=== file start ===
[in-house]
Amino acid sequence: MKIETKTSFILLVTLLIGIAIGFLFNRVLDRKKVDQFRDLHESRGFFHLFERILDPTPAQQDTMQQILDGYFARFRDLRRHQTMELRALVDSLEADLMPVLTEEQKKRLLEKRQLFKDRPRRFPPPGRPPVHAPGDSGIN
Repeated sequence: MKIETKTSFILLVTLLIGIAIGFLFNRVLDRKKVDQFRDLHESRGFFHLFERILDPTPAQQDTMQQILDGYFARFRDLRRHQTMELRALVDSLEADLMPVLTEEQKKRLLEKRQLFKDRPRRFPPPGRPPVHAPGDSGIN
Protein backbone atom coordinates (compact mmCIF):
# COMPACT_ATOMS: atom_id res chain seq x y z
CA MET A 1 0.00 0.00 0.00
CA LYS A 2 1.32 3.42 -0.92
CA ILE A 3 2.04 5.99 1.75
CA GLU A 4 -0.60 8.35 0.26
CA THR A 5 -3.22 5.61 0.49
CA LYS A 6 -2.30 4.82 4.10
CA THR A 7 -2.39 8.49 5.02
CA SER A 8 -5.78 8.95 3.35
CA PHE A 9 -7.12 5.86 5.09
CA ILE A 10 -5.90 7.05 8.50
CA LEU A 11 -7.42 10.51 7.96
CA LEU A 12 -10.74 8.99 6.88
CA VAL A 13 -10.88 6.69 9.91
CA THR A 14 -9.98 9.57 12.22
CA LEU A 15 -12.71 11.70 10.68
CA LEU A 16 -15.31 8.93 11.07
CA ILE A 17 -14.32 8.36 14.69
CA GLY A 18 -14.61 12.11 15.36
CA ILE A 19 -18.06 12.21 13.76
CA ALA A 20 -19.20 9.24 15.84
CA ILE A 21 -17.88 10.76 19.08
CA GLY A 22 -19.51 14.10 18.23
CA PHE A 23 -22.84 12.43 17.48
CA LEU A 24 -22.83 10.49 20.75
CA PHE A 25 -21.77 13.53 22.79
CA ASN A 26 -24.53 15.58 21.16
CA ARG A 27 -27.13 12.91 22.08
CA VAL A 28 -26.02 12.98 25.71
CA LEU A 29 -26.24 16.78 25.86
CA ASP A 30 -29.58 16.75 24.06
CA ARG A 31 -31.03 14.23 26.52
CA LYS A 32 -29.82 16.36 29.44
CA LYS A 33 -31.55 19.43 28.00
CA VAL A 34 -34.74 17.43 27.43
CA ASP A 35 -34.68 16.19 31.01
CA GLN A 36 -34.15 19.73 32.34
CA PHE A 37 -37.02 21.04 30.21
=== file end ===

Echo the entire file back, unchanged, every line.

[in-house]
Amino acid sequence: MKIETKTSFILLVTLLIGIAIGFLFNRVLDRKKVDQFRDLHESRGFFHLFERILDPTPAQQDTMQQILDGYFARFRDLRRHQTMELRALVDSLEADLMPVLTEEQKKRLLEKRQLFKDRPRRFPPPGRPPVHAPGDSGIN
Repeated sequence: MKIETKTSFILLVTLLIGIAIGFLFNRVLDRKKVDQFRDLHESRGFFHLFERILDPTPAQQDTMQQILDGYFARFRDLRRHQTMELRALVDSLEADLMPVLTEEQKKRLLEKRQLFKDRPRRFPPPGRPPVHAPGDSGIN
Protein backbone atom coordinates (compact mmCIF):
# COMPACT_ATOMS: atom_id res chain seq x y z
CA MET A 1 0.00 0.00 0.00
CA LYS A 2 1.32 3.42 -0.92
CA ILE A 3 2.04 5.99 1.75
CA GLU A 4 -0.60 8.35 0.26
CA THR A 5 -3.22 5.61 0.49
CA LYS A 6 -2.30 4.82 4.10
CA THR A 7 -2.39 8.49 5.02
CA SER A 8 -5.78 8.95 3.35
CA PHE A 9 -7.12 5.86 5.09
CA ILE A 10 -5.90 7.05 8.50
CA LEU A 11 -7.42 10.51 7.96
CA LEU A 12 -10.74 8.99 6.88
CA VAL A 13 -10.88 6.69 9.91
CA THR A 14 -9.98 9.57 12.22
CA LEU A 15 -12.71 11.70 10.68
CA LEU A 16 -15.31 8.93 11.07
CA ILE A 17 -14.32 8.36 14.69
CA GLY A 18 -14.61 12.11 15.36
CA ILE A 19 -18.06 12.21 13.76
CA ALA A 20 -19.20 9.24 15.84
CA ILE A 21 -17.88 10.76 19.08
CA GLY A 22 -19.51 14.10 18.23
CA PHE A 23 -22.84 12.43 17.48
CA LEU A 24 -22.83 10.49 20.75
CA PHE A 25 -21.77 13.53 22.79
CA ASN A 26 -24.53 15.58 21.16
CA ARG A 27 -27.13 12.91 22.08
CA VAL A 28 -26.02 12.98 25.71
CA LEU A 29 -26.24 16.78 25.86
CA ASP A 30 -29.58 16.75 24.06
CA ARG A 31 -31.03 14.23 26.52
CA LYS A 32 -29.82 16.36 29.44
CA LYS A 33 -31.55 19.43 28.00
CA VAL A 34 -34.74 17.43 27.43
CA ASP A 35 -34.68 16.19 31.01
CA GLN A 36 -34.15 19.73 32.34
CA PHE A 37 -37.02 21.04 30.21